In the 1960s, the Report of the Hughes Parry Committee led to major improvements in University conditions and governance. Staff salaries were raised. For the first time the students were given fairly generous bursaries, which led to a rapid increase in the proportion of full-time students. The government grant to the University rose rapidly. In 1962, the University at last became independent when the University of New Zealand was abolished.
There was a massive university building programme, and over the next two decades the campus was transformed as one large building after another was erected: Fine Arts, Science, Engineering buildings, a Student Union, a new Library. A number of new subjects were introduced, including Political Studies, Art History, and Sociology. In 1968, teaching commenced in the new Medical School on the Grafton Campus. By the end of the 1960s Auckland had the largest University Library in the country.
When Dr Maidment departed in 1970, there were 9,300 students. His successor, Dr Colin Maiden, was an Auckland engineer who had headed a research division of General Motors in Michigan. One of the first things that struck him in Auckland was the need for better student facilities. He pushed ahead to provide a theatre, a splendid gymnasium and recreation centre, and a large playing field ‘complex’. The entire administrative organisation, from faculties and committees to deputy vice-chancellors, was reformed. The academic boom of the 1960s continued well into the 1970s and several new buildings, like Human Sciences, were constructed and new subjects, like Management Studies and Computer Science, were introduced.
The 1970s brought numerous social changes: an increase in the proportion of Mäori and Pacific students and in the proportion of women and older students. In 1975 and 1981 the first two women professors were appointed, Marie Clay and Patricia Bergquist. At a time of high inflation, the government grant to the University rose rapidly, to $95.2 million by 1989. In 1983 the University celebrated its centennial. Although there was a certain economic austerity, after a century of growth the University had established itself strongly within its own community and nationally.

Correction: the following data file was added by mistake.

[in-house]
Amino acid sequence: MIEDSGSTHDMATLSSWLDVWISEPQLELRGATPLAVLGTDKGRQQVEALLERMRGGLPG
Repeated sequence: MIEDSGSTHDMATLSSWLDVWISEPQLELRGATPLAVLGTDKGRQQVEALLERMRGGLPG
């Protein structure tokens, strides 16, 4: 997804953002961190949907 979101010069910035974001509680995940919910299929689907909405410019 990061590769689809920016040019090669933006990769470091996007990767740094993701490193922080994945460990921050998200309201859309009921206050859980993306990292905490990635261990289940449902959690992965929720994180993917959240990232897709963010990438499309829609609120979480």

There were still to be challenges. The wide-ranging restructuring of education undertaken by the Labour government after 1984 encompassed the universities, and their autonomy and their identity were seen to be threatened. As a result of efforts by the universities, supported by alumni, some changes were secured in the Education Amendment Acts of 1989 and 1990, but the University Grants Committee was abolished, the Ministry of Education became responsible for tertiary education policy, and the composition of the Council was altered. At the turn of the century, the government took another look at the whole range of tertiary education with the Tertiary Education Advisory Commission, out of which came the Tertiary Education Commission as the funder of tertiary education.
Anxious to respond to the growing demand for university education in the early 1990s, the University offered courses at other tertiary institutions in Auckland and Northland. Acquiring buildings used for the 1990 Commonwealth Games village, it began to develop a campus at Tāmaki, initially offering courses in Commerce. Increasing student enrolments obliged it, like other universities, to introduce quotas for all first-year courses in 1992, breaking the historic policy of ‘open entry’.
The Tāmaki Innovation Campus is now developing into a research-led campus with links to industry and a focus on postgraduate studies. Academic departments at Tāmaki specialise in the areas of population health, biodiversity and biosecurity, information technology, psychology and speech science, materials and manufacturing, and sport and exercise science.
From the mid-1990s, the University introduced semesters, launched its first major fund-raising appeal, produced its first strategic plan and inaugurated a Summer School. It joined Universitas 21, an international network of research-intensive universities in Australasia, Asia, North America and Europe, as a foundation member. In the late 1990s, the School of Medicine expanded to become a Faculty of Medical and Health Sciences, introducing degrees in Nursing, Health Sciences, and Pharmacy.